Poetry … Silverbelle Susan

The Train To Edinburgh

by Susan Reid

At first we all stood,

held upright by our bags,

working to not lean

on strangers,

packed too tightly to truly succeed.

As the countryside whipped by backwards,

we grabbed the metal hand holds on the curves

and wondered

how our feet and backs would hold up.

We distracted ourselves

with pleasantries

“Where are you from?”

“What have you been doing here?”

“Where will you be going next?”

That slim, sympathetic slice

gave room

for each of us to find more comfortable spots

to lean, or sit on our bags,

The young men traveling together

from Canada, England and Texas

shared tic-tacs for lunch,

and saw to it

that a seat went to a passenger

who had been standing longest

At each stop

hopeful passengers looked in and turned away

Unless they were willing

to stand.

Rumor had it

there would be no more trains until


So a couple joined us

and were wedged in

There was camaraderie

and generosity

In our discomfort,

and some humor

as we watched the unsteady

beer drinking

bachelorette party

trickle unsteadily through

to the loo,

tide in-tide out.

We saw midriffs, belt buckles,

the same tee shirt

same shorts

again and again.

When the ride ended, we were glad.

but we will never forget

the sway of the train

leaning us all

Into one another

for a time.

Rhyming Wordle

[Am I the only person in the world who is annoyed by people who tell me how many tries it took them to complete today’s Wordle? And this is a stoopid poem that sounds like it was written by an ape. SB SM]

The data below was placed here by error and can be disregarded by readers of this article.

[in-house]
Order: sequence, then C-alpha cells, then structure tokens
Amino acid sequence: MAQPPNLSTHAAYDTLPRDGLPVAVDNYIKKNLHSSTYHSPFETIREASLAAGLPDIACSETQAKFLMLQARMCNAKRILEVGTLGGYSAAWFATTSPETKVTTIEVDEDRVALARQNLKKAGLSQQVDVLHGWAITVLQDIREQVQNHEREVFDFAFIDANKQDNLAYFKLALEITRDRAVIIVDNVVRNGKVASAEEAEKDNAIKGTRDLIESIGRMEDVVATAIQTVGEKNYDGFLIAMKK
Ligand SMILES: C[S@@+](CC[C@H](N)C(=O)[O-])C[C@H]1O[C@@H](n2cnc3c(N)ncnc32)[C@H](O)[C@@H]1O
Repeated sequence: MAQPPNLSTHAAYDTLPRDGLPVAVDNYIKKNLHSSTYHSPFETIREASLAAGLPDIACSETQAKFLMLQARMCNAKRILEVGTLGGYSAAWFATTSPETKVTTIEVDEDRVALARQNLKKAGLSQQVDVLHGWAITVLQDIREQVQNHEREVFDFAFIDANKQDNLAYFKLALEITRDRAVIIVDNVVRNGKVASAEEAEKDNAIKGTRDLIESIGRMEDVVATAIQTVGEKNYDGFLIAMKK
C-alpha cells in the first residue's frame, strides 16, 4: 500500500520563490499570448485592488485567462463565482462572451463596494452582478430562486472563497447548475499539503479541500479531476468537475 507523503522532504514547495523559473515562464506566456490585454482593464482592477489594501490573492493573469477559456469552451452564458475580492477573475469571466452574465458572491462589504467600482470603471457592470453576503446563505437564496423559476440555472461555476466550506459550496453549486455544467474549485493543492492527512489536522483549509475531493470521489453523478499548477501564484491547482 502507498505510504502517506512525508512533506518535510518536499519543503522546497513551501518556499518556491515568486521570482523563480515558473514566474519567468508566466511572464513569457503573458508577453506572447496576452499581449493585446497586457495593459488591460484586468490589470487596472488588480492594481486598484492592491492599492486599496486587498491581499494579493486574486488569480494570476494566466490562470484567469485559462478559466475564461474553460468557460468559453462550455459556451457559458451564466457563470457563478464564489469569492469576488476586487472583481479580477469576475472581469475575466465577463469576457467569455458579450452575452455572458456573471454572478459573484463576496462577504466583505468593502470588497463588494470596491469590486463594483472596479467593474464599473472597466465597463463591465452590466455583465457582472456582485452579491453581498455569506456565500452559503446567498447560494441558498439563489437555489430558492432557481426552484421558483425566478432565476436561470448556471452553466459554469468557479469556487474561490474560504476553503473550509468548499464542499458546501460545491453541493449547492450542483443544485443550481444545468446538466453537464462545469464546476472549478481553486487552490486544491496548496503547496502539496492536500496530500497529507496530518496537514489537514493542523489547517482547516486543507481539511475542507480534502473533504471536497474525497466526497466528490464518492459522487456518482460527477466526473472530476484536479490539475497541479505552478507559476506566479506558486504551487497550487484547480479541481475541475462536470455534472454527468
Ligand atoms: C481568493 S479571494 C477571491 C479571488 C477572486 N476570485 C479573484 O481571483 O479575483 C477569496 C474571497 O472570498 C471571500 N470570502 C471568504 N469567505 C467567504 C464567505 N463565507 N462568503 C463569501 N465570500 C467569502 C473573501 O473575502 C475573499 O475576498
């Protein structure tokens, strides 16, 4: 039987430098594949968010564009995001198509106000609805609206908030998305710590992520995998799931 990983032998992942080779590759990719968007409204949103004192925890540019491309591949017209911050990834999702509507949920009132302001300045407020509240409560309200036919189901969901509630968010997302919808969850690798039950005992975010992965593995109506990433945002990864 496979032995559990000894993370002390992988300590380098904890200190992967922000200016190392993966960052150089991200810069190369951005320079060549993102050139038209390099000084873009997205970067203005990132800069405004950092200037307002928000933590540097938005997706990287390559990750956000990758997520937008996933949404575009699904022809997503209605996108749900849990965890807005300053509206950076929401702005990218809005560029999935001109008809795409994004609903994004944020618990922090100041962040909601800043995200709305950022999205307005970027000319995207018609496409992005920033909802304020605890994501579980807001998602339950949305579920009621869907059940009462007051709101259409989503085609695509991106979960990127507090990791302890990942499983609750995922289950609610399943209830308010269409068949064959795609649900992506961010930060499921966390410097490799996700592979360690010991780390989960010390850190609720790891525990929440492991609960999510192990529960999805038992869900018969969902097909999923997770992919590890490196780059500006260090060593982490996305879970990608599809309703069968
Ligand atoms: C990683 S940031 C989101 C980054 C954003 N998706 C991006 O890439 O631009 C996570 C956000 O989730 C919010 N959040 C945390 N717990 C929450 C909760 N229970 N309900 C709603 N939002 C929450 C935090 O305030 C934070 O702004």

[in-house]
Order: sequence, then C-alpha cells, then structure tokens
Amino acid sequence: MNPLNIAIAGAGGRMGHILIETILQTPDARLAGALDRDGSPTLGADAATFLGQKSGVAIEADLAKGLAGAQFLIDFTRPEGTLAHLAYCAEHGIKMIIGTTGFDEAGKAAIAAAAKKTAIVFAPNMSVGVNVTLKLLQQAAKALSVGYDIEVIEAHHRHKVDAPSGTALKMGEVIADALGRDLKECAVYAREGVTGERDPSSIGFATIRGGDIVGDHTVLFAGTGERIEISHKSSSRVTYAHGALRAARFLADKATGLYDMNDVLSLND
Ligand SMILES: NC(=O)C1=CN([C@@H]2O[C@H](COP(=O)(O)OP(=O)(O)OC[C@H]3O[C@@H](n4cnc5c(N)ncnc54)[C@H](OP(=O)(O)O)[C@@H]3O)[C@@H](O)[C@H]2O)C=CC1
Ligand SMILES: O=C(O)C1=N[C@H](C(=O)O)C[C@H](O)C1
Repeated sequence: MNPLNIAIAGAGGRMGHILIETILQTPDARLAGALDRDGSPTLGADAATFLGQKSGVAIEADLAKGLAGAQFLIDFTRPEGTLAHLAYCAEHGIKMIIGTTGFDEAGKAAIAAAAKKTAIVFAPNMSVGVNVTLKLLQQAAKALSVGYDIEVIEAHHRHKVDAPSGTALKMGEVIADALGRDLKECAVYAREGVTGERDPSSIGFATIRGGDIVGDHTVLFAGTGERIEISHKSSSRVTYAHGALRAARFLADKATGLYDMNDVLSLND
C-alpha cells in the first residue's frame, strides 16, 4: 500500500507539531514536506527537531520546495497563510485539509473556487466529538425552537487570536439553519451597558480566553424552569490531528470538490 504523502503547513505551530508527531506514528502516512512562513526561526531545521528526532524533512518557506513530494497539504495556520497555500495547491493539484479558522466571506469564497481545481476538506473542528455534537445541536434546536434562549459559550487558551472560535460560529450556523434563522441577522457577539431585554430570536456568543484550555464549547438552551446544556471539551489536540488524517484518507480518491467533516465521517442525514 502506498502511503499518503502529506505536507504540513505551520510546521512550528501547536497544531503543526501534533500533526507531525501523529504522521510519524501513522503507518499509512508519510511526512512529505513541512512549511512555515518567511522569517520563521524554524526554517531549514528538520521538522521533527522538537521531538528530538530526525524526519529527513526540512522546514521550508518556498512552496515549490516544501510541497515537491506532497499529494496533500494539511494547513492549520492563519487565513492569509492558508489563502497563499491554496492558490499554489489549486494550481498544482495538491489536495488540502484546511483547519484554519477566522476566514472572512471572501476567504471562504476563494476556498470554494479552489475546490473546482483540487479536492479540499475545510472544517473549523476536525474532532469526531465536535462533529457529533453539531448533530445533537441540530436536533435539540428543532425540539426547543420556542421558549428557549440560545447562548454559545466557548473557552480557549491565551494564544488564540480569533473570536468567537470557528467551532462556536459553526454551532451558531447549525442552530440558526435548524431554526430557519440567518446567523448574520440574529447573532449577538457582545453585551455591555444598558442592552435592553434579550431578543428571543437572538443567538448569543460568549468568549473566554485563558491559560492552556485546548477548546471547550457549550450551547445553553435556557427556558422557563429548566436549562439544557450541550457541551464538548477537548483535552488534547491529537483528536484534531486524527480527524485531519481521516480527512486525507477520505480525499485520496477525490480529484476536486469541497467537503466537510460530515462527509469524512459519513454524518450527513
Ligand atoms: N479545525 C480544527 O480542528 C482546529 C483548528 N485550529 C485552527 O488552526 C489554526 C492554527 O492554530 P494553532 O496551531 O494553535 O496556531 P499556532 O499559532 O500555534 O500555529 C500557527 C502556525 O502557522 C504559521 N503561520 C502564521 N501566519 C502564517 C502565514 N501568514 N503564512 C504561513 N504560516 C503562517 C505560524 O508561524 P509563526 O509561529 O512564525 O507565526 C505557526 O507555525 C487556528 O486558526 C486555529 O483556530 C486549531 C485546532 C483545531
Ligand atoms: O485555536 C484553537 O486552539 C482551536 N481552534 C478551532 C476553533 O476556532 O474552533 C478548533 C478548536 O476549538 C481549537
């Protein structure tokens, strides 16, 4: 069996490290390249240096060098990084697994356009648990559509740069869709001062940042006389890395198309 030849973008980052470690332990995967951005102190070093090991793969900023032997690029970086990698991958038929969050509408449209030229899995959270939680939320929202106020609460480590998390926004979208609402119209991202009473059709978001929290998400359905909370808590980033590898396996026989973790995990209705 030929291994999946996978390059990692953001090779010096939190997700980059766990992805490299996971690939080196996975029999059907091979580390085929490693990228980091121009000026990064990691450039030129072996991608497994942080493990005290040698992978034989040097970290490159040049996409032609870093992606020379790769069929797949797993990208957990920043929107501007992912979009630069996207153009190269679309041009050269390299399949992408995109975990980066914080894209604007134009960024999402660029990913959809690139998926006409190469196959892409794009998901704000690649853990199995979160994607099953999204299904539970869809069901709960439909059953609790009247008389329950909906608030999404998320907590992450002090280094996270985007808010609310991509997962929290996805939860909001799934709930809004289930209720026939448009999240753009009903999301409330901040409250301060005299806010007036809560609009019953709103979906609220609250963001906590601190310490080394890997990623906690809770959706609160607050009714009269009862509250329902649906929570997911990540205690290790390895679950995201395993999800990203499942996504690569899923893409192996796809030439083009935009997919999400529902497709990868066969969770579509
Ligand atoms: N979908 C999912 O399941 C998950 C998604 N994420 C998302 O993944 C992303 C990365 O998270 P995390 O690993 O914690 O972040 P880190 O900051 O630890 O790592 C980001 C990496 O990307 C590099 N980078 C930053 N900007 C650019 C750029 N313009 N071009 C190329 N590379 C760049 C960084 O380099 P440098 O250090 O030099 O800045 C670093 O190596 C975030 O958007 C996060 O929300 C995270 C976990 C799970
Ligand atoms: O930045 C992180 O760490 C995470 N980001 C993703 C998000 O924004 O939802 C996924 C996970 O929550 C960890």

You can’t rhyme Wordle with an “i”

unless you wear a girdle.

You can’t rhyme Wordle with a “u”

unless you jump a hurdle.

You can’t spell Wordle with a “y”

unless you’re Larry Byrdle.

If you rhyme Wordle with an “e”

then you’re a Wordle Nerdle.

You can’t rhyme Wordle with an “a”

‘cuz “Fardle’s” not a wordle.

You could try it anyway,

but that would be absurdle.

Silverback Bill (Hinesburg SBs) is always good for a few well-chosen words:





plural noun: The innermost, secret, or hidden parts of something.


From Latin penetralia, from penetrare (to penetrate), from penitus (interior) + intrare (to enter). Earliest documented use: 1668.


“It soon becomes clear that the disappearances have something to do with the caves hidden in the penetralia of the surrounding forest.”
Time-Travel Drama Weaves a Tangled Web; Financial Times (London, UK); Jun 12, 2020.

“The most absolute lawlessness exists under the shadow of the tallest temples of the law, and in the penetralia of that society which vaunts itself as the supreme civilization of the world.”
Emerson Hough; Story of the Outlaw; Grosset and Dunlap; 1906.

See more usage examples of penetralia in Vocabulary.com’s dictionary.

Takes One to Know One Word of the Day:


Chances are you’ve been called worse, but has your dog? In this case, the label applies equally: eutherians are mammals that have a placenta, and thus comprise all mammals except the marsupials and a small and primitive order that includes echidnas and duckbilled platypi.

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